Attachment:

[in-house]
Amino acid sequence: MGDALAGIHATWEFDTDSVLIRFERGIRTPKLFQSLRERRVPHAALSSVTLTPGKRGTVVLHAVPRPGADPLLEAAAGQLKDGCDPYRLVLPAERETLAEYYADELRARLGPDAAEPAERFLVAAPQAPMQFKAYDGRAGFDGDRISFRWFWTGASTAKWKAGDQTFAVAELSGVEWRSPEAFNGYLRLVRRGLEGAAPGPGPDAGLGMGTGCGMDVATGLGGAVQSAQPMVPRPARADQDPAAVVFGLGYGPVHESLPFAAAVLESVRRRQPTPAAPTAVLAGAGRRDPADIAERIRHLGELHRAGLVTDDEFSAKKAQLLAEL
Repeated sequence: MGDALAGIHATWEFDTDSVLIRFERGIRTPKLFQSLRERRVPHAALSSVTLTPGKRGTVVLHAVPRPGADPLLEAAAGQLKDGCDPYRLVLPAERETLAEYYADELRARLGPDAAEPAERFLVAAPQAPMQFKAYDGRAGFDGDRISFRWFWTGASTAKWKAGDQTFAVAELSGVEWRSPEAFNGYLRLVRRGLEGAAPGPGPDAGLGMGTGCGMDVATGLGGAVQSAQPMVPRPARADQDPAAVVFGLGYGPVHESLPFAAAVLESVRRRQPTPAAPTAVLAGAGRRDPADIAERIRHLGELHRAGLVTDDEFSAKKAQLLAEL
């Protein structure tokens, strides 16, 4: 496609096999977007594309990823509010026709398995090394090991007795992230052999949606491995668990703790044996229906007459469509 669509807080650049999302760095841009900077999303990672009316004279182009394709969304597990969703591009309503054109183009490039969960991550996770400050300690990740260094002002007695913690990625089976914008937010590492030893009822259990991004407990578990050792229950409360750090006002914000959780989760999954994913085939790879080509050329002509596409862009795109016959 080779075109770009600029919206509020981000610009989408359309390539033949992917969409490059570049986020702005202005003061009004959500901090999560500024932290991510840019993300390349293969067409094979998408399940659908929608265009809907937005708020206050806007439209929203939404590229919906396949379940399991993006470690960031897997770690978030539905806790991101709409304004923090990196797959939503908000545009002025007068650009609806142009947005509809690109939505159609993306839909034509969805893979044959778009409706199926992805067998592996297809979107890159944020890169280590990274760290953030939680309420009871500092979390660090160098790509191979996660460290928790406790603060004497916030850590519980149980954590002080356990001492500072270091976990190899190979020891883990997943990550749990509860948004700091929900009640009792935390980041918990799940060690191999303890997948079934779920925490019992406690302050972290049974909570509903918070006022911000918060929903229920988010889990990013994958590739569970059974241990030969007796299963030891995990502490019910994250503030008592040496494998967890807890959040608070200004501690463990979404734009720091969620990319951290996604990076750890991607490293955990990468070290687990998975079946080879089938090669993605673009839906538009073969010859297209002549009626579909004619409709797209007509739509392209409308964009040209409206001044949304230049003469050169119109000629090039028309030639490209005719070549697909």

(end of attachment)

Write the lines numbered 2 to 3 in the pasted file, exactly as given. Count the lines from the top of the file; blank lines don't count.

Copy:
Amino acid sequence: MGDALAGIHATWEFDTDSVLIRFERGIRTPKLFQSLRERRVPHAALSSVTLTPGKRGTVVLHAVPRPGADPLLEAAAGQLKDGCDPYRLVLPAERETLAEYYADELRARLGPDAAEPAERFLVAAPQAPMQFKAYDGRAGFDGDRISFRWFWTGASTAKWKAGDQTFAVAELSGVEWRSPEAFNGYLRLVRRGLEGAAPGPGPDAGLGMGTGCGMDVATGLGGAVQSAQPMVPRPARADQDPAAVVFGLGYGPVHESLPFAAAVLESVRRRQPTPAAPTAVLAGAGRRDPADIAERIRHLGELHRAGLVTDDEFSAKKAQLLAEL
Repeated sequence: MGDALAGIHATWEFDTDSVLIRFERGIRTPKLFQSLRERRVPHAALSSVTLTPGKRGTVVLHAVPRPGADPLLEAAAGQLKDGCDPYRLVLPAERETLAEYYADELRARLGPDAAEPAERFLVAAPQAPMQFKAYDGRAGFDGDRISFRWFWTGASTAKWKAGDQTFAVAELSGVEWRSPEAFNGYLRLVRRGLEGAAPGPGPDAGLGMGTGCGMDVATGLGGAVQSAQPMVPRPARADQDPAAVVFGLGYGPVHESLPFAAAVLESVRRRQPTPAAPTAVLAGAGRRDPADIAERIRHLGELHRAGLVTDDEFSAKKAQLLAEL